Wednesday, July 27, 2011

An interview with author Kelly O'Connor McNees

Last month, Kelly O’Connor McNees spoke at Saturday Writers about her book titled The Lost Summer of Louisa May Alcott. The debut novel presents a fictional account of what might have happened to Louisa May Alcott one summer. In this interview, O’Connor McNees gives some insight into the book, her inspiration and writing process.

Can you give a brief summary, and tell why you decided to write the book?

Millions of readers have fallen in love with Little Women. But how could Louisa May Alcott-who never had a romance-write so convincingly of love and heart-break without experiencing it herself?

I had always loved Little Women but never knew much about Louisa May Alcott herself until I picked up a biography of her a few years ago. I learned that her life was big and complex, and that she had burned some of her letters and journals before she died. I thought those spaces in the historical record offered a great opportunity for fiction.

What was the most surprising piece of information you found out about Alcott?

That she didn't want to write Little Women at all! She thought her own life was very boring.

How did you research the material for the book?

I read most of Louisa's novels and stories, many different biographies of her and some of her family members, as well as her own words in her remaining letters and journals. I spent time too learning about what life was like in 1855, how domestic tasks were performed, what people wore and ate. It was such a pleasure hunting for the perfect details.

You write first, and then revise later. Why does this system work for you?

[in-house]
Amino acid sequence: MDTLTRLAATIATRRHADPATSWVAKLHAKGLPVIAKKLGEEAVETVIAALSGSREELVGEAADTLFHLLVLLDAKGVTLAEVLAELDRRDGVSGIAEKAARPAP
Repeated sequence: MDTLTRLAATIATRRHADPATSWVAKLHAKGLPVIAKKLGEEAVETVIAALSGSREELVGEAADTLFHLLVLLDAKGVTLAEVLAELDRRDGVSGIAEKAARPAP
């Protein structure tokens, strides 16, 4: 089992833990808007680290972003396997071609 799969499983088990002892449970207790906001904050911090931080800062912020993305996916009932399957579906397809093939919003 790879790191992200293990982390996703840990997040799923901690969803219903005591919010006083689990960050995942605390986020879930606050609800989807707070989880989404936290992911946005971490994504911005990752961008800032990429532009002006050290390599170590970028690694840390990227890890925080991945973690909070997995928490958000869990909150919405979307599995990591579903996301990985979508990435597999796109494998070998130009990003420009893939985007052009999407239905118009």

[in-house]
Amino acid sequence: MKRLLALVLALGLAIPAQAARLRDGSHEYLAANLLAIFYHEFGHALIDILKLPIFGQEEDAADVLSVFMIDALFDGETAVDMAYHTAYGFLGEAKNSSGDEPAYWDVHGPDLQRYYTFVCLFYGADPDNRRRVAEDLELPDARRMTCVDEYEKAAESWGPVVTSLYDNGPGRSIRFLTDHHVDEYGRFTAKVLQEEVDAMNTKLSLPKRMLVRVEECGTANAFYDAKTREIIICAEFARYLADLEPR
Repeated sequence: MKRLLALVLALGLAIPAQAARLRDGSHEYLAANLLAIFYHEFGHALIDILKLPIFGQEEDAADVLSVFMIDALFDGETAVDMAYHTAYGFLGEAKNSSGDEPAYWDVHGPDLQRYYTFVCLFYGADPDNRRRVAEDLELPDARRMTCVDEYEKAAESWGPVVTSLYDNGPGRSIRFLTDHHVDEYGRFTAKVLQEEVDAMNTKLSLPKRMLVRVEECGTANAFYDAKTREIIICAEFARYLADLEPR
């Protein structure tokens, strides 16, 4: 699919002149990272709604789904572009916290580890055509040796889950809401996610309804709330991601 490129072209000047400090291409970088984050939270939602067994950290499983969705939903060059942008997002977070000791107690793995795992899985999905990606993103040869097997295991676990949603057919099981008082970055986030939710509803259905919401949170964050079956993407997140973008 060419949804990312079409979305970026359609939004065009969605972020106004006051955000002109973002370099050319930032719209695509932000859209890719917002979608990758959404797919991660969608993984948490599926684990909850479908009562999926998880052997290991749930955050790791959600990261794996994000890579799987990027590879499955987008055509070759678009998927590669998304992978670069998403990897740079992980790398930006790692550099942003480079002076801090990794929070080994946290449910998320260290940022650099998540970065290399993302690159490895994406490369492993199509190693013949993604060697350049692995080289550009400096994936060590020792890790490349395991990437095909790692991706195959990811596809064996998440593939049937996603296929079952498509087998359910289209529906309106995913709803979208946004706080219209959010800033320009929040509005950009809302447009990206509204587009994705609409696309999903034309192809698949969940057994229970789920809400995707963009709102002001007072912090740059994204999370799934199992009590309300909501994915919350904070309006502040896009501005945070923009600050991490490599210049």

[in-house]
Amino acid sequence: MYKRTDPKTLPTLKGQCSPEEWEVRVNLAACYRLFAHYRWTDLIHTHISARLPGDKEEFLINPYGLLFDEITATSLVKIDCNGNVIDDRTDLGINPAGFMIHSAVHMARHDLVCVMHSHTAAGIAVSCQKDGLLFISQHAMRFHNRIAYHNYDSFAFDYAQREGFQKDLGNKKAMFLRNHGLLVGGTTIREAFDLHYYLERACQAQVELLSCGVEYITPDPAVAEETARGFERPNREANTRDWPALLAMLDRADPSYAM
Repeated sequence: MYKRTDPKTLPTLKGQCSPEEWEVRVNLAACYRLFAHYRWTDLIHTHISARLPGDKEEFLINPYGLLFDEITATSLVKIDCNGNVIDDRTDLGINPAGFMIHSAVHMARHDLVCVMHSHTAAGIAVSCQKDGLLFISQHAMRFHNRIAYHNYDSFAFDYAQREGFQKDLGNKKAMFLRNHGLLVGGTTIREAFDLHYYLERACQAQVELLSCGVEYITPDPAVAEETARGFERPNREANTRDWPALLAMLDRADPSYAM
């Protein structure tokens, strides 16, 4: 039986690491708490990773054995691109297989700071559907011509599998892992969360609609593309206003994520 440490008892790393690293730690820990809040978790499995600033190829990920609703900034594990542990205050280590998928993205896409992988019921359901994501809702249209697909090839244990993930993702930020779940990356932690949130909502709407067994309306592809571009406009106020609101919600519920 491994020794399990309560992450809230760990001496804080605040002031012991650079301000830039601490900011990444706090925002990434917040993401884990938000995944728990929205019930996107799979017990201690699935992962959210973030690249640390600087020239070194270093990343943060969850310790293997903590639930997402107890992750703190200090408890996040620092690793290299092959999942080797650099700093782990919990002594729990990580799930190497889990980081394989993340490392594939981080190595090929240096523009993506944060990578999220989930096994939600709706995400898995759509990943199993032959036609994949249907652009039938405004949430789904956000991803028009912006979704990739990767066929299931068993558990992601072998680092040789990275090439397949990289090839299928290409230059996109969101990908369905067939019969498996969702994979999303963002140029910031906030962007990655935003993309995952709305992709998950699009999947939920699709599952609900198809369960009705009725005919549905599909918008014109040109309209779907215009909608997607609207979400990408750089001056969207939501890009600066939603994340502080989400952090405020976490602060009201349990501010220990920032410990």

I think you need to get something on the page to work with. You can't fix what isn't there!

You also outline before you write. Do you have any particular tips, or an outline style that works best for you?

I try to think in scenes rather than chapters. What interactions need to take place between the characters to keep the story moving forward?

What was the most difficult part of writing/publishing this book?

Coming back to the manuscript every day when something is not working. That doesn't change one bit after getting published.

Read more about Kelly and the novel at

Write soon,


Saturday, July 23, 2011

A couple of thoughts that are somewhat related

Remember the episode of Leave it to Beaver when Beaver was supposed to read The Three Musketeers for school, and he saw it at the movies instead? OK, so I was watching television the other day with my son, and I think I may be off the hook (pun intended) about reading Moby Dick this summer because THE MOVIE* is scheduled to be shown on TV Aug 1 and 2!

I’m thinking that if I watch the movie, I can gain insight into the characters, their motivation and goals, and will be inspired to read the book. Wish me luck, and I’ll let you know how it goes.

Hey, how about you, did you ever watch the movie (or Wishbone! Hi Melissa!) instead of reading the book?

Write soon,


* This version stars Academy award-nominee Ethan Hawke, Academy award-winner William Hurt and Donald Sutherland. That’s how they said their names in the commercial, in that order. Shouldn’t they start small, and then move up the academy award chain? Do you think Donald Sutherland feels kinda left out? Maybe they could have said “ … and father of Emmy award-winner Keifer Sutherland.” Or something like “humanitarian and all-around good guy.” But no, the sentence just seems to end. He needs a title, or some sort of recognition. I’ll Google him and see if there’s anything there. Hold on a minute, I’ll be right back ...

OK, so I typed in his name, and a bunch of sites came up, but this one

had a preview that make me think there is a Donald Sutherland conspiracy or something, because this is what it said:

The towering presence of this Canadian character actor is not often noticed, but his contributions are legendary. He has been in almost a hundred and fifty different shows and films. He is also the father of renowned actor Kiefer Sutherland.

Do you think there’s someone out there holding a grudge against Donald Sutherland? Why isn’t he noticed, and why is his work played down on a site devoted to him? Why ISN”T he recognized when he’s been in so many great films? Hmmmmm. Makes you wonder, eh? Couldn’t they have said “legendary actor” in the commercial. That would’ve worked.